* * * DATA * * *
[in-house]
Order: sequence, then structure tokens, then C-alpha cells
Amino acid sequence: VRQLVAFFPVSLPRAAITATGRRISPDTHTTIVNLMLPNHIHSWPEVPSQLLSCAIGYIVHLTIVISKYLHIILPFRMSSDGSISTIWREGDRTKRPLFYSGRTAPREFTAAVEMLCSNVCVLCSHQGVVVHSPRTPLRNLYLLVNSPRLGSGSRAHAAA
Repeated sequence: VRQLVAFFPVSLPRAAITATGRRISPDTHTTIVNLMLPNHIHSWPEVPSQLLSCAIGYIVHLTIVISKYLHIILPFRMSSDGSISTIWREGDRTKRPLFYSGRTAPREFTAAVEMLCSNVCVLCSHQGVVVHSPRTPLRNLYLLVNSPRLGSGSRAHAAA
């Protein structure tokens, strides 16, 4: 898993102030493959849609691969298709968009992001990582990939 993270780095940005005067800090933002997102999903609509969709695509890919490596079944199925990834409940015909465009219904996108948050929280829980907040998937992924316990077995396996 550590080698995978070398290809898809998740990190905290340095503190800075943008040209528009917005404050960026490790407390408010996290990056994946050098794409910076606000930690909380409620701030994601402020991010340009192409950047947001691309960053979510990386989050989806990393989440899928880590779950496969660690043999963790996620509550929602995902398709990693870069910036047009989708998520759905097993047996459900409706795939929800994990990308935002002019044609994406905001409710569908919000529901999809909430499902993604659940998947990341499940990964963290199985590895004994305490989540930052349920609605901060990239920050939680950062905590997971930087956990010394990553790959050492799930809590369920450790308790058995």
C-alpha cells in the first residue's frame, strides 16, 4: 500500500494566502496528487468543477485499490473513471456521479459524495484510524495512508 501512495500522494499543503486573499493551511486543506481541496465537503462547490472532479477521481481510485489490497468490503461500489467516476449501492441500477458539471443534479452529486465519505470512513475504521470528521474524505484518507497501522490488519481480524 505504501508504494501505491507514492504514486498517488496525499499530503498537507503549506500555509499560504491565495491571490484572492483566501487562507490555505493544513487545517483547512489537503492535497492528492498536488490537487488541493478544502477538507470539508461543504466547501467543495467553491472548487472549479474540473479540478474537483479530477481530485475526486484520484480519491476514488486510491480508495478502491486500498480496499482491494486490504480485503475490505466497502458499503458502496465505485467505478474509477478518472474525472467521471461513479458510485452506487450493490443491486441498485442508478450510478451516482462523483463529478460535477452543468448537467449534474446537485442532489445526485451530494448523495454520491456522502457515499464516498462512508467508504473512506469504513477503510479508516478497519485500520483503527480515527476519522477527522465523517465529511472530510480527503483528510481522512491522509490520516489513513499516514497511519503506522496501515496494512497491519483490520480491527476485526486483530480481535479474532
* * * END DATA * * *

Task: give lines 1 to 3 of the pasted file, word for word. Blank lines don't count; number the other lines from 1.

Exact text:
[in-house]
Order: sequence, then structure tokens, then C-alpha cells
Amino acid sequence: VRQLVAFFPVSLPRAAITATGRRISPDTHTTIVNLMLPNHIHSWPEVPSQLLSCAIGYIVHLTIVISKYLHIILPFRMSSDGSISTIWREGDRTKRPLFYSGRTAPREFTAAVEMLCSNVCVLCSHQGVVVHSPRTPLRNLYLLVNSPRLGSGSRAHAAA